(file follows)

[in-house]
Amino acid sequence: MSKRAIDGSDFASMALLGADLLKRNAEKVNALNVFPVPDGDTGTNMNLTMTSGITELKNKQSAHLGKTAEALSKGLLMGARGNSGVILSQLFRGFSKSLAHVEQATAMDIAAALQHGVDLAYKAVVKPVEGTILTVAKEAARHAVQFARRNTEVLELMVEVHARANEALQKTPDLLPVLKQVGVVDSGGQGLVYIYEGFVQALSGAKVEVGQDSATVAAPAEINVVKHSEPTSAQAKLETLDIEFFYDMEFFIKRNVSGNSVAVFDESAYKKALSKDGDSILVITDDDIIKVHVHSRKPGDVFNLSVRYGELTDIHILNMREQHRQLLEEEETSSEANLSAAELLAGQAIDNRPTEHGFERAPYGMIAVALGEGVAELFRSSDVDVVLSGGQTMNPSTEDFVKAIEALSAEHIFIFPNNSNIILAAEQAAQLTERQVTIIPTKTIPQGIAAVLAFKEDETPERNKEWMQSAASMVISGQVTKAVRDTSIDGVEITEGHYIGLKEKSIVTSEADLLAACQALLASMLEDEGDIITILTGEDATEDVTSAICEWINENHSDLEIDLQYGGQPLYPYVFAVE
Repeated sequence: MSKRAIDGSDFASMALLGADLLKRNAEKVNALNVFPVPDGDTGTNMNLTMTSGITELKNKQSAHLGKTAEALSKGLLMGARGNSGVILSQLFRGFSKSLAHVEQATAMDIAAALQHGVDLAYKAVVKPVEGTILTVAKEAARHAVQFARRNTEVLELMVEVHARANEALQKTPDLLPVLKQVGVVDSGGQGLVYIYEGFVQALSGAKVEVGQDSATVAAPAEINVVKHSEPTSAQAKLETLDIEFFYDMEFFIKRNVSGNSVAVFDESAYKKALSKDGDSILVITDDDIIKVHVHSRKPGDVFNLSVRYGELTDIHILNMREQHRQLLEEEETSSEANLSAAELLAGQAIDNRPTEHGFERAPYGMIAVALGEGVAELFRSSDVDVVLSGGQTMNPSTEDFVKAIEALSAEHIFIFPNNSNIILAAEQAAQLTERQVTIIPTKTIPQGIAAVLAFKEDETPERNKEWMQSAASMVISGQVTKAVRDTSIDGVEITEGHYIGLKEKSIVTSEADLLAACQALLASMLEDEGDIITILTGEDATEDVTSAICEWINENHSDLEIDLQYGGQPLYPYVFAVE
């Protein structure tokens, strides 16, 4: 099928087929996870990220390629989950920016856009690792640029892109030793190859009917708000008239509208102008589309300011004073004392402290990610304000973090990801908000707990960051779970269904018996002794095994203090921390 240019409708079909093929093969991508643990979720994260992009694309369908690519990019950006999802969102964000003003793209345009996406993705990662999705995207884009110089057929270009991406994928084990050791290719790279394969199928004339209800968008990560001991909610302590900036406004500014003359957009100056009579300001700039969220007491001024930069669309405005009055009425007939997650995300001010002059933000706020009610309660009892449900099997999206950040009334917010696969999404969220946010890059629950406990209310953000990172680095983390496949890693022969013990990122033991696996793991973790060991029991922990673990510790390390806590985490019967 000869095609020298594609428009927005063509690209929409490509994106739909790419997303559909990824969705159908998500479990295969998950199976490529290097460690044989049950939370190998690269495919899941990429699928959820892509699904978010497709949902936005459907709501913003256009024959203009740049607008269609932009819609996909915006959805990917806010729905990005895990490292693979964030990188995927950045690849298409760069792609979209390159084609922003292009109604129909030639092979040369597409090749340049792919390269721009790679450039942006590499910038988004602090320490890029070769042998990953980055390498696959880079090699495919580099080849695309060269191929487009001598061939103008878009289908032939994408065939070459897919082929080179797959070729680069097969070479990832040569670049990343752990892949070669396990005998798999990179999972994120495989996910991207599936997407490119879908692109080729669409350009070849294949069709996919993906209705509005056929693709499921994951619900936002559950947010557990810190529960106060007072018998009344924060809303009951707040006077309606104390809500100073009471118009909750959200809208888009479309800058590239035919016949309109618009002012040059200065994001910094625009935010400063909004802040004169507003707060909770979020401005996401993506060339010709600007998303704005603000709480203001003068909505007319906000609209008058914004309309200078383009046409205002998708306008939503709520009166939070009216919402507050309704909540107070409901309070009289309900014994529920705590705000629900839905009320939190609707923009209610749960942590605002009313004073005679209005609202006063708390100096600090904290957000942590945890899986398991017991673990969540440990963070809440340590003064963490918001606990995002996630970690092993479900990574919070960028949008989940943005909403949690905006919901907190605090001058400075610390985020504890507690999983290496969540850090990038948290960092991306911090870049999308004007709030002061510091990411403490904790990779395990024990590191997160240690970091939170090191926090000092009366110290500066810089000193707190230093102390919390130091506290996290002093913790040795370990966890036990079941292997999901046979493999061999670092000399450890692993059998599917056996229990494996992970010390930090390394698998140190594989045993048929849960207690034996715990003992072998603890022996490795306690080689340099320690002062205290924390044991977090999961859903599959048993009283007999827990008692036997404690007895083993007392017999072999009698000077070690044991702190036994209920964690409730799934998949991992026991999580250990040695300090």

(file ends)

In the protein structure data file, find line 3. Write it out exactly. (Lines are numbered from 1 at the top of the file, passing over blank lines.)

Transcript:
Repeated sequence: MSKRAIDGSDFASMALLGADLLKRNAEKVNALNVFPVPDGDTGTNMNLTMTSGITELKNKQSAHLGKTAEALSKGLLMGARGNSGVILSQLFRGFSKSLAHVEQATAMDIAAALQHGVDLAYKAVVKPVEGTILTVAKEAARHAVQFARRNTEVLELMVEVHARANEALQKTPDLLPVLKQVGVVDSGGQGLVYIYEGFVQALSGAKVEVGQDSATVAAPAEINVVKHSEPTSAQAKLETLDIEFFYDMEFFIKRNVSGNSVAVFDESAYKKALSKDGDSILVITDDDIIKVHVHSRKPGDVFNLSVRYGELTDIHILNMREQHRQLLEEEETSSEANLSAAELLAGQAIDNRPTEHGFERAPYGMIAVALGEGVAELFRSSDVDVVLSGGQTMNPSTEDFVKAIEALSAEHIFIFPNNSNIILAAEQAAQLTERQVTIIPTKTIPQGIAAVLAFKEDETPERNKEWMQSAASMVISGQVTKAVRDTSIDGVEITEGHYIGLKEKSIVTSEADLLAACQALLASMLEDEGDIITILTGEDATEDVTSAICEWINENHSDLEIDLQYGGQPLYPYVFAVE